FAB 2020 Happeneings: Otherwhere, Elsewhen
Until recently my career has been a long way from art, and only loosely around the sharp end of technology, but it has been seasoned with occasional creative projects.
More recently I have rediscovered my technical and creative muscles and have been working them hard to make up for lost time. I have invested a lot of energy learning creative coding and building many small sketches, plus a few more ambitious projects. Examples of each can be found on this page. I submit to exhibitions and competitions and grant opportunities, with occasional success. I code daily (in Processing, p5.js) and share something most days.
On one hand, I am excited by the purely self-serving exploration of technology in creative applications, and to see cultural and broader human benefits rather than purely commercial ones. But I am also keen to see where the technology can be the hidden medium for some creative concept or experience. Both the means and the ends matter.
I am not fully an artist, nor a designer, nor a software developer, but I bring what I can of each element to my work.
I recognise, grudgingly, that there is a limit to how many technologies I can learn, let alone master, or even be aware of. For each of those technologies, and their many permutations, there are endless creative possibilities.  What I can do is stay tuned in, observe and learn from others, and draw on them to create and build.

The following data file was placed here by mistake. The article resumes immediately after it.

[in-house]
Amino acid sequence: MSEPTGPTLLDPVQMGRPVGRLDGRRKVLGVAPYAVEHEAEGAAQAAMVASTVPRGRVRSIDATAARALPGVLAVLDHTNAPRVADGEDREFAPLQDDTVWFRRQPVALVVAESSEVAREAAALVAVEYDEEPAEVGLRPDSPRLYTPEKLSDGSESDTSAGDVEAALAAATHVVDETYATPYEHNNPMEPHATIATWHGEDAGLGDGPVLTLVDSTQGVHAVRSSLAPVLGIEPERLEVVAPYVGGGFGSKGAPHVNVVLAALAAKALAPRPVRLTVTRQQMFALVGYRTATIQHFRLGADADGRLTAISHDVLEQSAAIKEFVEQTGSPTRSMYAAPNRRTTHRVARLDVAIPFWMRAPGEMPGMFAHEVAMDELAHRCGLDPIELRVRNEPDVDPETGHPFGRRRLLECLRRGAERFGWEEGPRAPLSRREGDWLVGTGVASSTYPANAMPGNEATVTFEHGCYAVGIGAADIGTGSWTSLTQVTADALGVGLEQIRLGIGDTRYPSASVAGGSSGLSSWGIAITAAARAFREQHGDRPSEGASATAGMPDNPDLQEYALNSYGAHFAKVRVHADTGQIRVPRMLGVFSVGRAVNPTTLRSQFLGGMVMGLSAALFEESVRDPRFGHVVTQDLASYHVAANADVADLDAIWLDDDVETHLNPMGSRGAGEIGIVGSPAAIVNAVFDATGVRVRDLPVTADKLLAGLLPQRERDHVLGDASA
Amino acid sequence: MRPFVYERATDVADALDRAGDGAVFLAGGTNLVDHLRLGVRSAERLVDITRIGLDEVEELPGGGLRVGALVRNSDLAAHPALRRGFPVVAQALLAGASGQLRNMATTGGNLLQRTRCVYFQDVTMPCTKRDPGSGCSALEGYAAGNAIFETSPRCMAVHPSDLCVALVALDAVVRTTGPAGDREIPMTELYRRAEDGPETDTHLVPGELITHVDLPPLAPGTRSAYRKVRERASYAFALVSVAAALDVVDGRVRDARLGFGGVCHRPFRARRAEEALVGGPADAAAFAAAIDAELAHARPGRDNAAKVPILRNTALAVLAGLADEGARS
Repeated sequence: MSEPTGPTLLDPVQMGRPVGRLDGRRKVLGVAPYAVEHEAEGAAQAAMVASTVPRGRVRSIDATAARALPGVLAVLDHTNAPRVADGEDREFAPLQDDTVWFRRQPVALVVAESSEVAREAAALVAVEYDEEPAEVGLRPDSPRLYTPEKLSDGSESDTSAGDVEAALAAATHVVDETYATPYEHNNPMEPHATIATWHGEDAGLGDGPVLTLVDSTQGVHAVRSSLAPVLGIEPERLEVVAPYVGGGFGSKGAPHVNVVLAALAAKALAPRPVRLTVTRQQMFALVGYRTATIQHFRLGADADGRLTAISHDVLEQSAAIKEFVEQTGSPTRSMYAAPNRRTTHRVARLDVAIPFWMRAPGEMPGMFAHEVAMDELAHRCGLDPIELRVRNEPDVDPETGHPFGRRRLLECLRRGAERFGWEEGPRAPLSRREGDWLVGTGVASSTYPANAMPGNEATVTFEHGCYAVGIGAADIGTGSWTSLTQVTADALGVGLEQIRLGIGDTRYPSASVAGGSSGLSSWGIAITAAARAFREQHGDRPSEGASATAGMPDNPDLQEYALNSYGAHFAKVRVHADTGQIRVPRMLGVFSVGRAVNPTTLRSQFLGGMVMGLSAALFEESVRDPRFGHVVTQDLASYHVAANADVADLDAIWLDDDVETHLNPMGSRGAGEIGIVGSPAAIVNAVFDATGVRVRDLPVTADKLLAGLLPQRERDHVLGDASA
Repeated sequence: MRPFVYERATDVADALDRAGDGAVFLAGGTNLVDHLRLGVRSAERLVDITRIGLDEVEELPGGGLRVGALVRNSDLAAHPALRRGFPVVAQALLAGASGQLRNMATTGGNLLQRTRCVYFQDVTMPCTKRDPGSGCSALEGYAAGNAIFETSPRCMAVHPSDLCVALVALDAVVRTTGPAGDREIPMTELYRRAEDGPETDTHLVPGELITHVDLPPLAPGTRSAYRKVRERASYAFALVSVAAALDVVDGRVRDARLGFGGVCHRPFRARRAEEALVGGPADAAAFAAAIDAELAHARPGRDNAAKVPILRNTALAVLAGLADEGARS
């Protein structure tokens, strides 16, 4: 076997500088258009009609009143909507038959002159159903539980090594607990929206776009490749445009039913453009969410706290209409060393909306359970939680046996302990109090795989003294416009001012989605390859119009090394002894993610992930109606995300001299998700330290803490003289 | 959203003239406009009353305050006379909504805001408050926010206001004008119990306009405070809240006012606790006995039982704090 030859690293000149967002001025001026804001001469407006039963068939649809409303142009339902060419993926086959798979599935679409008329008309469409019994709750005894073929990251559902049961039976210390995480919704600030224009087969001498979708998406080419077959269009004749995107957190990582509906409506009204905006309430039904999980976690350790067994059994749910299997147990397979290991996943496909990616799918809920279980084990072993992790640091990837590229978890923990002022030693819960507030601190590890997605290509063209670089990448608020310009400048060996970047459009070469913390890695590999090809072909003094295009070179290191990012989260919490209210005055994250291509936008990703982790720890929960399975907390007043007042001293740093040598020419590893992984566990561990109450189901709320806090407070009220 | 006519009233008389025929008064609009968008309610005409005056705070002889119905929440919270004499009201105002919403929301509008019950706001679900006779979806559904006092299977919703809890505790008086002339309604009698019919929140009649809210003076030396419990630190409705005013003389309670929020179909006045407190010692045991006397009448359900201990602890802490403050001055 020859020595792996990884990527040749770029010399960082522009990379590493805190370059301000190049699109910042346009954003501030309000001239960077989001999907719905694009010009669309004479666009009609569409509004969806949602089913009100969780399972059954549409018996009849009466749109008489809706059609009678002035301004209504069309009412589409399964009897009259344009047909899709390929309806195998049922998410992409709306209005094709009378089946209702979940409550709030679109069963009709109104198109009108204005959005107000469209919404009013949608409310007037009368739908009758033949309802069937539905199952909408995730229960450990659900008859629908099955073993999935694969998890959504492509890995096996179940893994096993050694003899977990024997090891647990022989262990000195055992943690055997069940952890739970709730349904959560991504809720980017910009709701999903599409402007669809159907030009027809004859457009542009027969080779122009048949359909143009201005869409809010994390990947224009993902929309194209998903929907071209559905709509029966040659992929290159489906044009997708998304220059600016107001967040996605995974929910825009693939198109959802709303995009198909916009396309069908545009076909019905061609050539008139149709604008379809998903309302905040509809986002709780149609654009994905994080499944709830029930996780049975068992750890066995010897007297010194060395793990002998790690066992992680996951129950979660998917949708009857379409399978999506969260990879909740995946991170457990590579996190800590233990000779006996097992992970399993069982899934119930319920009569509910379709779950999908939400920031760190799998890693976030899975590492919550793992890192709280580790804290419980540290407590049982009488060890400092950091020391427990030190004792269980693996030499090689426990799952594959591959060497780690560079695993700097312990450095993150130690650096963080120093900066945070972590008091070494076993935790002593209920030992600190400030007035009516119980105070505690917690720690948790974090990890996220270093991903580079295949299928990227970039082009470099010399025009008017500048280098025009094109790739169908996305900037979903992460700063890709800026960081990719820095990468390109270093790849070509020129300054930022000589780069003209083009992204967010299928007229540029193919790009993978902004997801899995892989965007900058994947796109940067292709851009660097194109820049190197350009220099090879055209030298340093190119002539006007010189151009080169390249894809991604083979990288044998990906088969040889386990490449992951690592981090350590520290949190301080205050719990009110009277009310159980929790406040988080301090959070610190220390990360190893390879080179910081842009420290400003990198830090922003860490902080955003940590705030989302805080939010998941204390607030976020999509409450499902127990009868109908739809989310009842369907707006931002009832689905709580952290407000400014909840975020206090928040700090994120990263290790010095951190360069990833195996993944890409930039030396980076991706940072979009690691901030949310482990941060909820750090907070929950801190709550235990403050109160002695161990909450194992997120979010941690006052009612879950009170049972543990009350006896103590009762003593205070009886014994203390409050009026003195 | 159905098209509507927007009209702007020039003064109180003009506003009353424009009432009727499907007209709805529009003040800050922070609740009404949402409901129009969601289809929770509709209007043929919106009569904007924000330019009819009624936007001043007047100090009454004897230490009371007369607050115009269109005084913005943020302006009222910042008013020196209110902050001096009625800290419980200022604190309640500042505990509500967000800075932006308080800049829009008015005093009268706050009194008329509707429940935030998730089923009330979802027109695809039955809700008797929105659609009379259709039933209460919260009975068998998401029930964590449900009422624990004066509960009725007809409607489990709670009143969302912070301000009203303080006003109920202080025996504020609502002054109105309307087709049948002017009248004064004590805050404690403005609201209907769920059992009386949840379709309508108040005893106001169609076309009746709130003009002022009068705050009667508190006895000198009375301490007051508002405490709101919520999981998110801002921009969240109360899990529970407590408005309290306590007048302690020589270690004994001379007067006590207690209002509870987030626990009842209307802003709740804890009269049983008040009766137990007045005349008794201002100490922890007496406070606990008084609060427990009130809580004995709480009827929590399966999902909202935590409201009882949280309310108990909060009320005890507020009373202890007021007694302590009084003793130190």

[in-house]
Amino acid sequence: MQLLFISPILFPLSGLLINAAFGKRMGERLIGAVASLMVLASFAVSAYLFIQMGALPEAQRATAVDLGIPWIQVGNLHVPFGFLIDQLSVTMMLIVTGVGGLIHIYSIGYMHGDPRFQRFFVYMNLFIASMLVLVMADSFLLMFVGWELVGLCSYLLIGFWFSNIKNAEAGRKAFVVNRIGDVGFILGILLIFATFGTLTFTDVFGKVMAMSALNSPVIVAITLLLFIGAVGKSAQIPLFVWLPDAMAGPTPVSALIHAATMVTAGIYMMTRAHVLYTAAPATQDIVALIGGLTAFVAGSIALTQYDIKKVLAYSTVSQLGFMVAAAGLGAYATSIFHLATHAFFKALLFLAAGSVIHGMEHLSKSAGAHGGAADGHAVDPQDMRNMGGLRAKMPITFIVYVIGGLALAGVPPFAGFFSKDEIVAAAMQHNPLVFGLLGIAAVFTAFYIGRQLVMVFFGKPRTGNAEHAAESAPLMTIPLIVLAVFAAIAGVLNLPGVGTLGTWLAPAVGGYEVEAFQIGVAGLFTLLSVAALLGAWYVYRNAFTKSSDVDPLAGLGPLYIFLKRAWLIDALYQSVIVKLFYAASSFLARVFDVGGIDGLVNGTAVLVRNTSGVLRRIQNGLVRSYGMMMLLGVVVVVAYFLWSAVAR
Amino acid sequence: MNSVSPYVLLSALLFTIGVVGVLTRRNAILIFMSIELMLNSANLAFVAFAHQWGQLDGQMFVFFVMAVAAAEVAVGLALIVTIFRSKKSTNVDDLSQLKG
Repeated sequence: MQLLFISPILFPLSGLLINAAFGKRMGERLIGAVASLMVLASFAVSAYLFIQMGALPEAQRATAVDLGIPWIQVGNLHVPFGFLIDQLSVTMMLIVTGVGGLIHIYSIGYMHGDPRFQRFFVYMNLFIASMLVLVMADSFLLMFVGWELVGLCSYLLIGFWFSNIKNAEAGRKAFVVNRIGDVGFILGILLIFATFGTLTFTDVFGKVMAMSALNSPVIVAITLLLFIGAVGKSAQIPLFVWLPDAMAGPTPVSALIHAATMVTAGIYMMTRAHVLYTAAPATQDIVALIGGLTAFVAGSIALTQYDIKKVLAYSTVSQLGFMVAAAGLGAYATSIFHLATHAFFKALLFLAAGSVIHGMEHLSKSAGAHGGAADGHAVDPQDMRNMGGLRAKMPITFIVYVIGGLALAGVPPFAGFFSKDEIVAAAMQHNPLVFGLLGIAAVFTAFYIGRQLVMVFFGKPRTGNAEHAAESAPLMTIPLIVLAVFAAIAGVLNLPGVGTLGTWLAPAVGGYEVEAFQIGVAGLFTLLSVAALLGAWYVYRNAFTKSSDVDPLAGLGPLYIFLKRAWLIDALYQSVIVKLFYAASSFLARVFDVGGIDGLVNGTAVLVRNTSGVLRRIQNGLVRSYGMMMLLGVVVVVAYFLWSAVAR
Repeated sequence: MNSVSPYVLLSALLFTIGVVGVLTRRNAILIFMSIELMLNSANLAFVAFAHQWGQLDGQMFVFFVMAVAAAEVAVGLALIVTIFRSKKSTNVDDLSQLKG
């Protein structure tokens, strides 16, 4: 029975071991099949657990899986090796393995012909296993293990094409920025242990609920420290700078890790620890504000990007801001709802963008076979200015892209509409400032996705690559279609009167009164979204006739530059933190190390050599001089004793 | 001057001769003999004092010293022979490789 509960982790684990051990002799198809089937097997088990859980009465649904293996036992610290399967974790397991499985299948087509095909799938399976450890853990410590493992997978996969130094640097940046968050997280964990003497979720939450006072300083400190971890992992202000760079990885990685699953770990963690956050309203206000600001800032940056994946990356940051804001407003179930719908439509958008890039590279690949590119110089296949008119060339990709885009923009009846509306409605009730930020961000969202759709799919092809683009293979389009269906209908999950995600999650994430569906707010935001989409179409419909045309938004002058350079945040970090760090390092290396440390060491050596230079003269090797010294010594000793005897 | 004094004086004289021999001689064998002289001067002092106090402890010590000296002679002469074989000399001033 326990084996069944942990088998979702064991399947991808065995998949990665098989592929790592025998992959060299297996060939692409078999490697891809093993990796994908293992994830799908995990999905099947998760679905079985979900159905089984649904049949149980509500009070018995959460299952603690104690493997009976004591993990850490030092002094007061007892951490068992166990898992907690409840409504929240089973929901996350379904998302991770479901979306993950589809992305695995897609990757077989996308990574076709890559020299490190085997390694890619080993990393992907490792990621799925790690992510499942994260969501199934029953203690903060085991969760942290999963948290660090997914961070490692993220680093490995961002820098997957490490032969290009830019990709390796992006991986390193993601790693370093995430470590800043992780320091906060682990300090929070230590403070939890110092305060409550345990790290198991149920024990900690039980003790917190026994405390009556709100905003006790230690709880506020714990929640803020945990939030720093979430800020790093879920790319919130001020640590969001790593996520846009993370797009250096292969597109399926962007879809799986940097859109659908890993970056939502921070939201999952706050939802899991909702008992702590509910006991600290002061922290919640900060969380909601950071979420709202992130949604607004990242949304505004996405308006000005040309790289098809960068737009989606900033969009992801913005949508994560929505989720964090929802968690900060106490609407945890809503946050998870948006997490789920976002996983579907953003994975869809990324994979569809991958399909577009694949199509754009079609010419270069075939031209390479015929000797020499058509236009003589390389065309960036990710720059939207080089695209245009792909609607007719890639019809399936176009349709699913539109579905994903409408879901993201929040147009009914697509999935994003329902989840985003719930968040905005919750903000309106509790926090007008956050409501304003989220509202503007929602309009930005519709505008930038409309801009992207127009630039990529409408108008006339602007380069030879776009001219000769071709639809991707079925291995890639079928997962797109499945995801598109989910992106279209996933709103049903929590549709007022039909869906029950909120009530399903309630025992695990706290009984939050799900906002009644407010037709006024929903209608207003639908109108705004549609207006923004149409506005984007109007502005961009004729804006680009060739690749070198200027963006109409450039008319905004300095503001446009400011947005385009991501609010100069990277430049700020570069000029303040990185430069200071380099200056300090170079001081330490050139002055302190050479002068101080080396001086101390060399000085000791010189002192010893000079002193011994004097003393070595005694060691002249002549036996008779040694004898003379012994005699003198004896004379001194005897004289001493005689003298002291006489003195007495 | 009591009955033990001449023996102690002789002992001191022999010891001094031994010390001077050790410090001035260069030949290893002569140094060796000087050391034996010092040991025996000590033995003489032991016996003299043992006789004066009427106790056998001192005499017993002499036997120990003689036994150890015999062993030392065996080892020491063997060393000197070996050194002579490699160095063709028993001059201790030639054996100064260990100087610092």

My current obsession is around the misunderstood human brain and mind, and our often self-defeating behaviour. As much as our minds are limited, if we fail to understand the way they work, we miss the chance to make them work better for ourselves, and for the world, and we leave ourselves open to exploitation. We build automation that exploits our weaknesses instead of enabling our better selves. I believe creative technology can help us zoom out from our constrained inner viewpoint to better understand our own workings and behaviour, to be more tolerant, and more skilful at driving these incredible machines we inhabit, and to make automation an enabler rather than a threat. Remented (see below) is a living journal of my exploration of this area, brought to life through animations and mini games.

Dave Webb